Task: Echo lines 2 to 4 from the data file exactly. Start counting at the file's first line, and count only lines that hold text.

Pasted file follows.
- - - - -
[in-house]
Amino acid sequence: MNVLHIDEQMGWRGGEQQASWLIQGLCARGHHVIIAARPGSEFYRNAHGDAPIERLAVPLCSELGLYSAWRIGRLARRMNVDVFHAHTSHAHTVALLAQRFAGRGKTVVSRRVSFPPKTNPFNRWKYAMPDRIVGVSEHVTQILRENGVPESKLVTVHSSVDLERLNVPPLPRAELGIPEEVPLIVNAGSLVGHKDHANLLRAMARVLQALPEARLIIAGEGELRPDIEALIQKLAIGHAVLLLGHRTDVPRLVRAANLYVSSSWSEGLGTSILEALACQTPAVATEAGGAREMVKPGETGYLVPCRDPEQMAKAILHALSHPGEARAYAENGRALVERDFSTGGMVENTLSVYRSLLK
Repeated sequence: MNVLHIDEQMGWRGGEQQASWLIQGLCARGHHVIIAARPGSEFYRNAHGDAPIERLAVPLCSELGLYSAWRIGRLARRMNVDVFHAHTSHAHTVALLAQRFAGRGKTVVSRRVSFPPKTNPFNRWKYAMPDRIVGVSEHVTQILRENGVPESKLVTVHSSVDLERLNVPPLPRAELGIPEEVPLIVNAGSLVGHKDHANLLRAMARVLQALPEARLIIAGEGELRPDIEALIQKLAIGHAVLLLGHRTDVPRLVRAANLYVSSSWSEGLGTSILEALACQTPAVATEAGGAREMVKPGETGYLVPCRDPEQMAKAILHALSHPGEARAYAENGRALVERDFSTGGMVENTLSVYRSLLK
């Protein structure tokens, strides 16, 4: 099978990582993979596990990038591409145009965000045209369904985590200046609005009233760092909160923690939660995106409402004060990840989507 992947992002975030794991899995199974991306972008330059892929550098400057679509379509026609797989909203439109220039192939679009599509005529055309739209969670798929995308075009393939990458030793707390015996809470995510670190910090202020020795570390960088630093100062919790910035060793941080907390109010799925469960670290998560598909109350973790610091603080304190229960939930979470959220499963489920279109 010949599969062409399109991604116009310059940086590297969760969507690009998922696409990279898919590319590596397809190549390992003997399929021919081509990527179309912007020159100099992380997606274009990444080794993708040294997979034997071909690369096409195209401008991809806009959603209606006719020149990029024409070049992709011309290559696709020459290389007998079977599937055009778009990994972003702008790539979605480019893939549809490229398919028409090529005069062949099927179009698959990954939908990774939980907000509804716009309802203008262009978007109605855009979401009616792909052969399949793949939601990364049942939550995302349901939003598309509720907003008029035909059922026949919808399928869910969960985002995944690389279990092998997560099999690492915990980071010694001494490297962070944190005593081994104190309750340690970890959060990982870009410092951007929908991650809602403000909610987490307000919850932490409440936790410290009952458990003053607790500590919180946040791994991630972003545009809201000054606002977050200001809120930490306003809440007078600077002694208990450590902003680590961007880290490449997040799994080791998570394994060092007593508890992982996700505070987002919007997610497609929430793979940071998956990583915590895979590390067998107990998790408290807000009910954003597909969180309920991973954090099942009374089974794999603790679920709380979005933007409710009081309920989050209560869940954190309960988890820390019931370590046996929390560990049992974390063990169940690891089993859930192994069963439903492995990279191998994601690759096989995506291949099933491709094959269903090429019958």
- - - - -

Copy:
Amino acid sequence: MNVLHIDEQMGWRGGEQQASWLIQGLCARGHHVIIAARPGSEFYRNAHGDAPIERLAVPLCSELGLYSAWRIGRLARRMNVDVFHAHTSHAHTVALLAQRFAGRGKTVVSRRVSFPPKTNPFNRWKYAMPDRIVGVSEHVTQILRENGVPESKLVTVHSSVDLERLNVPPLPRAELGIPEEVPLIVNAGSLVGHKDHANLLRAMARVLQALPEARLIIAGEGELRPDIEALIQKLAIGHAVLLLGHRTDVPRLVRAANLYVSSSWSEGLGTSILEALACQTPAVATEAGGAREMVKPGETGYLVPCRDPEQMAKAILHALSHPGEARAYAENGRALVERDFSTGGMVENTLSVYRSLLK
Repeated sequence: MNVLHIDEQMGWRGGEQQASWLIQGLCARGHHVIIAARPGSEFYRNAHGDAPIERLAVPLCSELGLYSAWRIGRLARRMNVDVFHAHTSHAHTVALLAQRFAGRGKTVVSRRVSFPPKTNPFNRWKYAMPDRIVGVSEHVTQILRENGVPESKLVTVHSSVDLERLNVPPLPRAELGIPEEVPLIVNAGSLVGHKDHANLLRAMARVLQALPEARLIIAGEGELRPDIEALIQKLAIGHAVLLLGHRTDVPRLVRAANLYVSSSWSEGLGTSILEALACQTPAVATEAGGAREMVKPGETGYLVPCRDPEQMAKAILHALSHPGEARAYAENGRALVERDFSTGGMVENTLSVYRSLLK
């Protein structure tokens, strides 16, 4: 099978990582993979596990990038591409145009965000045209369904985590200046609005009233760092909160923690939660995106409402004060990840989507 992947992002975030794991899995199974991306972008330059892929550098400057679509379509026609797989909203439109220039192939679009599509005529055309739209969670798929995308075009393939990458030793707390015996809470995510670190910090202020020795570390960088630093100062919790910035060793941080907390109010799925469960670290998560598909109350973790610091603080304190229960939930979470959220499963489920279109 010949599969062409399109991604116009310059940086590297969760969507690009998922696409990279898919590319590596397809190549390992003997399929021919081509990527179309912007020159100099992380997606274009990444080794993708040294997979034997071909690369096409195209401008991809806009959603209606006719020149990029024409070049992709011309290559696709020459290389007998079977599937055009778009990994972003702008790539979605480019893939549809490229398919028409090529005069062949099927179009698959990954939908990774939980907000509804716009309802203008262009978007109605855009979401009616792909052969399949793949939601990364049942939550995302349901939003598309509720907003008029035909059922026949919808399928869910969960985002995944690389279990092998997560099999690492915990980071010694001494490297962070944190005593081994104190309750340690970890959060990982870009410092951007929908991650809602403000909610987490307000919850932490409440936790410290009952458990003053607790500590919180946040791994991630972003545009809201000054606002977050200001809120930490306003809440007078600077002694208990450590902003680590961007880290490449997040799994080791998570394994060092007593508890992982996700505070987002919007997610497609929430793979940071998956990583915590895979590390067998107990998790408290807000009910954003597909969180309920991973954090099942009374089974794999603790679920709380979005933007409710009081309920989050209560869940954190309960988890820390019931370590046996929390560990049992974390063990169940690891089993859930192994069963439903492995990279191998994601690759096989995506291949099933491709094959269903090429019958």